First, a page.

Laverne Cox Changes the Narrative Around LGBTQ Communities

Jenelle Riley

By her own admission, Laverne Cox has seen many dreams come true over the past three years. “I’ve been on magazine covers, I’ve been nominated for an Emmy, I won an Emmy as a producer,” she notes. “And I’m out of student-loan debt!”

But most important for the star of Netflix’s “Orange Is the New Black” and the upcoming “Rocky Horror Picture Show” on Fox: She is seeing change in the world.

Warwick Saint for Variety

“So many people have been inspired to live their truth as trans people, and so many people have begun to think differently about who transgender people are.”

Cox does not shy away from using her visibility to be an advocate for the issue. That includes her involvement with the National Coalition of Anti-Violence Programs (NCAVP), an advocacy group that strives to respond to and prevent violence against members of LGBTQ communities. Cox says she is impressed by how NCAVP is working to raise awareness and highlight numerous issues affecting LGBTQ people.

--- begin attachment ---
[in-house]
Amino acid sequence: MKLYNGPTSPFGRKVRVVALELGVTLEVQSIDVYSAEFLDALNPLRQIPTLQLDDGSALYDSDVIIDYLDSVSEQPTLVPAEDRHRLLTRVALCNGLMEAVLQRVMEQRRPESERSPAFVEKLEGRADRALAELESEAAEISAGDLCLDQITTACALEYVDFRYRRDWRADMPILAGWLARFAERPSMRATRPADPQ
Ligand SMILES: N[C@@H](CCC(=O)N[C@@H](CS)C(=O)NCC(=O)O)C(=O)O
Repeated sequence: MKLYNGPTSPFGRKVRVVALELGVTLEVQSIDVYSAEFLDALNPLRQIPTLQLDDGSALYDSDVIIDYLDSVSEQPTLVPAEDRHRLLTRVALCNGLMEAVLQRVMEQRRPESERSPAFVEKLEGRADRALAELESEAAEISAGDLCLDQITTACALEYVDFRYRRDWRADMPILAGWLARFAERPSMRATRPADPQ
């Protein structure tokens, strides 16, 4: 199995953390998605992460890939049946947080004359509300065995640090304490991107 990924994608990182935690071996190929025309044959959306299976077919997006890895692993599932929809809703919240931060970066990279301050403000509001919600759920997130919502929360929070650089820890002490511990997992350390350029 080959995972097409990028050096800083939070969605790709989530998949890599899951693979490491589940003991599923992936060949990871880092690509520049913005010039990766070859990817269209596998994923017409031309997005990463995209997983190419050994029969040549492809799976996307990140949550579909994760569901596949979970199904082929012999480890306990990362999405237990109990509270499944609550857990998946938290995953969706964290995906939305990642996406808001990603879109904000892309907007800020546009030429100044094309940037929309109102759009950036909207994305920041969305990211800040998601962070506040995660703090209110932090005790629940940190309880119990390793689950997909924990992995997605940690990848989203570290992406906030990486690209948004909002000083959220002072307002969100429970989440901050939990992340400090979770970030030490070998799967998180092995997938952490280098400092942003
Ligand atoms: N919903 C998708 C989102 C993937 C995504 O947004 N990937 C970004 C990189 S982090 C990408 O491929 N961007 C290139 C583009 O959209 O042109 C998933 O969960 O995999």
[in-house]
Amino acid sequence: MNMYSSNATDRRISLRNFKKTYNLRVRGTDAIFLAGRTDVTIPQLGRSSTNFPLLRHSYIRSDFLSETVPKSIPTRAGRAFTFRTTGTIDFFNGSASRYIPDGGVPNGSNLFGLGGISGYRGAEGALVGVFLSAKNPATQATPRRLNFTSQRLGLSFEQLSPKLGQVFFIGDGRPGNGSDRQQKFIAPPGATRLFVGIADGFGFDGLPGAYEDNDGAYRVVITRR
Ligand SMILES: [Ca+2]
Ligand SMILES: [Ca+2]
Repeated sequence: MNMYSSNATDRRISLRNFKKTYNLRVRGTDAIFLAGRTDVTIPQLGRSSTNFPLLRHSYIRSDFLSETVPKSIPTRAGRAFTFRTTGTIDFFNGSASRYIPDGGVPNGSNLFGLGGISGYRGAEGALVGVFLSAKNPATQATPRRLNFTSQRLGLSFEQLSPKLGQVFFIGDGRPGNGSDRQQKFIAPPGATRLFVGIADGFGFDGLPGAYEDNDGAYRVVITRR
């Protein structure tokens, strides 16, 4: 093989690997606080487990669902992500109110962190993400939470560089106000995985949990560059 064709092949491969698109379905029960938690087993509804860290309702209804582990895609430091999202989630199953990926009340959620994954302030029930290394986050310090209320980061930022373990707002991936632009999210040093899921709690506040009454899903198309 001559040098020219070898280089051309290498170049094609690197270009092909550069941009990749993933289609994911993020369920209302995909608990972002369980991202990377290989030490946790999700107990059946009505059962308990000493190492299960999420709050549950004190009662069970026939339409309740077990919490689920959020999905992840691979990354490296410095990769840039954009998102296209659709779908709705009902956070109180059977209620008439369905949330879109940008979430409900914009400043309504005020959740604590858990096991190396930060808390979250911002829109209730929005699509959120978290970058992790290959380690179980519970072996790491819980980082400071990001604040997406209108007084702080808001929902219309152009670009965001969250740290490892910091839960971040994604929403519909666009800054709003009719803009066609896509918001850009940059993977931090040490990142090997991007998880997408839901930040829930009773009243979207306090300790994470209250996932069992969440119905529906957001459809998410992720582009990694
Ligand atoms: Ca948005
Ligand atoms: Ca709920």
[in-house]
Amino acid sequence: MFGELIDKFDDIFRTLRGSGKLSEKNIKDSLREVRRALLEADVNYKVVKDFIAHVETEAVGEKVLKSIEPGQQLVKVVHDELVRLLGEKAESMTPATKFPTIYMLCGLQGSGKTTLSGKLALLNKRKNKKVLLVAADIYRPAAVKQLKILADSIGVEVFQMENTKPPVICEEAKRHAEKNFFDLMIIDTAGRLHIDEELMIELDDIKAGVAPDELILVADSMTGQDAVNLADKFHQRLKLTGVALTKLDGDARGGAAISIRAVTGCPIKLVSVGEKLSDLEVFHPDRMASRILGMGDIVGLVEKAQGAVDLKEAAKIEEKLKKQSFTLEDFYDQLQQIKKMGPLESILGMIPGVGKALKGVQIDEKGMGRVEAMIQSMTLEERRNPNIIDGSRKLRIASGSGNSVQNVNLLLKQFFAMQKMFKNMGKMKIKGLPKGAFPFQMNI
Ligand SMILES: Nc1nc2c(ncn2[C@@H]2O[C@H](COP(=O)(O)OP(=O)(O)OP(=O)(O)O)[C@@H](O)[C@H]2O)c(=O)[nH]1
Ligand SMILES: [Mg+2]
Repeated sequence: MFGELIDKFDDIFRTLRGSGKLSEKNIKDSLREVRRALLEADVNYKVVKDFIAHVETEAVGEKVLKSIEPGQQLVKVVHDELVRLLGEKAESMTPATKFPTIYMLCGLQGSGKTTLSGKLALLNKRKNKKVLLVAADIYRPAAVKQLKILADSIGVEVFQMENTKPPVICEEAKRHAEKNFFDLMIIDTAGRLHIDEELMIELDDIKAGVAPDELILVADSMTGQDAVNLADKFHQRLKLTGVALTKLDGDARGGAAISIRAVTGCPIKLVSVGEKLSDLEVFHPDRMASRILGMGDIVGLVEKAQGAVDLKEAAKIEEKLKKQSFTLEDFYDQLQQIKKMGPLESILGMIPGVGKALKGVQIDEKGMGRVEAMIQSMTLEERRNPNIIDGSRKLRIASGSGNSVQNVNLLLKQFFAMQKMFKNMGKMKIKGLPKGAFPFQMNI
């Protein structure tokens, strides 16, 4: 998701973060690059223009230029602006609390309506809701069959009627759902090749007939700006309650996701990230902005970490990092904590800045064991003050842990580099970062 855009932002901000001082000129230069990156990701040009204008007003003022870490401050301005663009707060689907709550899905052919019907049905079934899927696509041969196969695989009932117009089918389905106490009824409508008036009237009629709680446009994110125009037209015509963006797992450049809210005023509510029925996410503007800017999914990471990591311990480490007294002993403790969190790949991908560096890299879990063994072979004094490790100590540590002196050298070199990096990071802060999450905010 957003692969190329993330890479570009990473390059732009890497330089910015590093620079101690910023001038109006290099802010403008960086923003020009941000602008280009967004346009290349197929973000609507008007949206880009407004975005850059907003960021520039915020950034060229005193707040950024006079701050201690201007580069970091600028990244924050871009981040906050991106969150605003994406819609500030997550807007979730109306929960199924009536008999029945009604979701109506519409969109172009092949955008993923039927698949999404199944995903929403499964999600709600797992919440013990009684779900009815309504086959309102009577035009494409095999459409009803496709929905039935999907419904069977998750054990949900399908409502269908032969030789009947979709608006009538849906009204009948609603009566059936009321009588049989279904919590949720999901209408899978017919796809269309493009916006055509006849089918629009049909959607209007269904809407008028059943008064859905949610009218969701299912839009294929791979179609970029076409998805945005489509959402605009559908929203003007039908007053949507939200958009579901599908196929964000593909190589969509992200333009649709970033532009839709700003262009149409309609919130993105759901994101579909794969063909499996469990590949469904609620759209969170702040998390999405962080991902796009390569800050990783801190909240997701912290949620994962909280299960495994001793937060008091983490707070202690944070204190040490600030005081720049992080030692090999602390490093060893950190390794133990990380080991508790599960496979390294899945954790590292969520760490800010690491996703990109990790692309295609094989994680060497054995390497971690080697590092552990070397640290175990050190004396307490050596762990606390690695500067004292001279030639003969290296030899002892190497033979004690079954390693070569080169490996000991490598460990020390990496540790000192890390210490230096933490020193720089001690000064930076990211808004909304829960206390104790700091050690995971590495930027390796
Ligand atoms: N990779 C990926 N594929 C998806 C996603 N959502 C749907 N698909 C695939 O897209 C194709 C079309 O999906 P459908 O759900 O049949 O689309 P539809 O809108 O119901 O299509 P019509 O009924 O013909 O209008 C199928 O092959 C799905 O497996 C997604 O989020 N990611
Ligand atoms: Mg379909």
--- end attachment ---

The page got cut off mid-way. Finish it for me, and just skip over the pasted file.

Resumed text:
“They look at jobs, at homelessness, all these systemic factors that put LGBTQ people in harm’s way,” she notes. “Many trans women are forced into sex work because so many people do not want to hire us.”

Cox notes that “over 40% of all homeless youth identify as LGBTQ, and far too many of them find themselves homeless and choosing sex work just to survive. That puts trans people at greater risk to experience violence.”

NCAVP publishes two annual reports, LGBTQ Hate Violence and LGBTQ Intimate Partner Violence. The organization also lobbied to make sure protections for LGBTQ people were added to the Violence Against Women Act; President Obama signed the re-authorized act in 2013.

“That means if you are an LGBTQ person who has experienced violence, particularly intimate-partner violence, you now legally have access to rape crisis and housing services,” Cox explains.

“What’s so exciting about the work NCAVP does is it’s also about changing the narrative of who LGBTQ people are,” she continues. “And when we begin to change the narrative, then we reduce violence against those communities. And so much of that narrative comes from data collection. For years they’ve been the only agency tracking violence against the LGBTQ community. It is vital, vital work the NCAVP is doing to change the narrative, to change policy, to change lives.”

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